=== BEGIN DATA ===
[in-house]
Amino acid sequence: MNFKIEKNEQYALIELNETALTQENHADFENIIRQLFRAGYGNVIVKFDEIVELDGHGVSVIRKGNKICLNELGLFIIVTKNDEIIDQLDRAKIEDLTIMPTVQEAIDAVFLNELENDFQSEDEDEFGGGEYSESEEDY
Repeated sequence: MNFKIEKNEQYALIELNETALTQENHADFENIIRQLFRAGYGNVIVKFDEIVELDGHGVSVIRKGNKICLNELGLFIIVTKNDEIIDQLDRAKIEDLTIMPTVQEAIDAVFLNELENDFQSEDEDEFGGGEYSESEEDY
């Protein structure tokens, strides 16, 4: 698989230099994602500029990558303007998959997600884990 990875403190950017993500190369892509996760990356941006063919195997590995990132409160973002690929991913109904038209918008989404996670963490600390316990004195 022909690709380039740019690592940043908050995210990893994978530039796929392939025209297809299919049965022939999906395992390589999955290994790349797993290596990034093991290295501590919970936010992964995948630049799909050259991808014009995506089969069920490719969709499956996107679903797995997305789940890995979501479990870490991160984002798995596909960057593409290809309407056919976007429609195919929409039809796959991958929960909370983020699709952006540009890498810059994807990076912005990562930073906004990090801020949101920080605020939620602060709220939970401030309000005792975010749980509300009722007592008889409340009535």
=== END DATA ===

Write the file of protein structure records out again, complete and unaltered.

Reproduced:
[in-house]
Amino acid sequence: MNFKIEKNEQYALIELNETALTQENHADFENIIRQLFRAGYGNVIVKFDEIVELDGHGVSVIRKGNKICLNELGLFIIVTKNDEIIDQLDRAKIEDLTIMPTVQEAIDAVFLNELENDFQSEDEDEFGGGEYSESEEDY
Repeated sequence: MNFKIEKNEQYALIELNETALTQENHADFENIIRQLFRAGYGNVIVKFDEIVELDGHGVSVIRKGNKICLNELGLFIIVTKNDEIIDQLDRAKIEDLTIMPTVQEAIDAVFLNELENDFQSEDEDEFGGGEYSESEEDY
């Protein structure tokens, strides 16, 4: 698989230099994602500029990558303007998959997600884990 990875403190950017993500190369892509996760990356941006063919195997590995990132409160973002690929991913109904038209918008989404996670963490600390316990004195 022909690709380039740019690592940043908050995210990893994978530039796929392939025209297809299919049965022939999906395992390589999955290994790349797993290596990034093991290295501590919970936010992964995948630049799909050259991808014009995506089969069920490719969709499956996107679903797995997305789940890995979501479990870490991160984002798995596909960057593409290809309407056919976007429609195919929409039809796959991958929960909370983020699709952006540009890498810059994807990076912005990562930073906004990090801020949101920080605020939620602060709220939970401030309000005792975010749980509300009722007592008889409340009535």